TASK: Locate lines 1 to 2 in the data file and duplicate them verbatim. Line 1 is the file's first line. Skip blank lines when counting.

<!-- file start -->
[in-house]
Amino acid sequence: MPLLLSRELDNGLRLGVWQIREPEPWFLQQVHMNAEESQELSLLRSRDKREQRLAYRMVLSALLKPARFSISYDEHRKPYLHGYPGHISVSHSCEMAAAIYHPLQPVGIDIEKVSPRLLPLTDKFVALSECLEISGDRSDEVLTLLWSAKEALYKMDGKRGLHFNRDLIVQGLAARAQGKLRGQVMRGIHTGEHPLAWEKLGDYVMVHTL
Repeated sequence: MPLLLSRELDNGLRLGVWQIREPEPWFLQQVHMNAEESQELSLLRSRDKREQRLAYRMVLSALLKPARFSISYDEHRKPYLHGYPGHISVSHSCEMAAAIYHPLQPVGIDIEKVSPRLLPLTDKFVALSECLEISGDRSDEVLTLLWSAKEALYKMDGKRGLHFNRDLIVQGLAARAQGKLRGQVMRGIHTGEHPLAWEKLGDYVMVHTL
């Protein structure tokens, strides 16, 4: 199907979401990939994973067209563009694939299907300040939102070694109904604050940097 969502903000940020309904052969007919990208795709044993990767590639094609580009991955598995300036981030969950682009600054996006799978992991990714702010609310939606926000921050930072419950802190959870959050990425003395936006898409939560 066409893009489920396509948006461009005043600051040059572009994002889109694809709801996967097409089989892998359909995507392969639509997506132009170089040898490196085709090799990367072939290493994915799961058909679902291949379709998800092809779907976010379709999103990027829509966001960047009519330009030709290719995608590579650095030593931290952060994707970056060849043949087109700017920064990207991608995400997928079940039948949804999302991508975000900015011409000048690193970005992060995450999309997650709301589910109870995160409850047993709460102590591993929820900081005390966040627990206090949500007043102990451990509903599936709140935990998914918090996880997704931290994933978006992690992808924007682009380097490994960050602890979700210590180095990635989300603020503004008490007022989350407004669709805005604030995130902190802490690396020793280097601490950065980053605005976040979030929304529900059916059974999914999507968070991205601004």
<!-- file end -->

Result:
[in-house]
Amino acid sequence: MPLLLSRELDNGLRLGVWQIREPEPWFLQQVHMNAEESQELSLLRSRDKREQRLAYRMVLSALLKPARFSISYDEHRKPYLHGYPGHISVSHSCEMAAAIYHPLQPVGIDIEKVSPRLLPLTDKFVALSECLEISGDRSDEVLTLLWSAKEALYKMDGKRGLHFNRDLIVQGLAARAQGKLRGQVMRGIHTGEHPLAWEKLGDYVMVHTL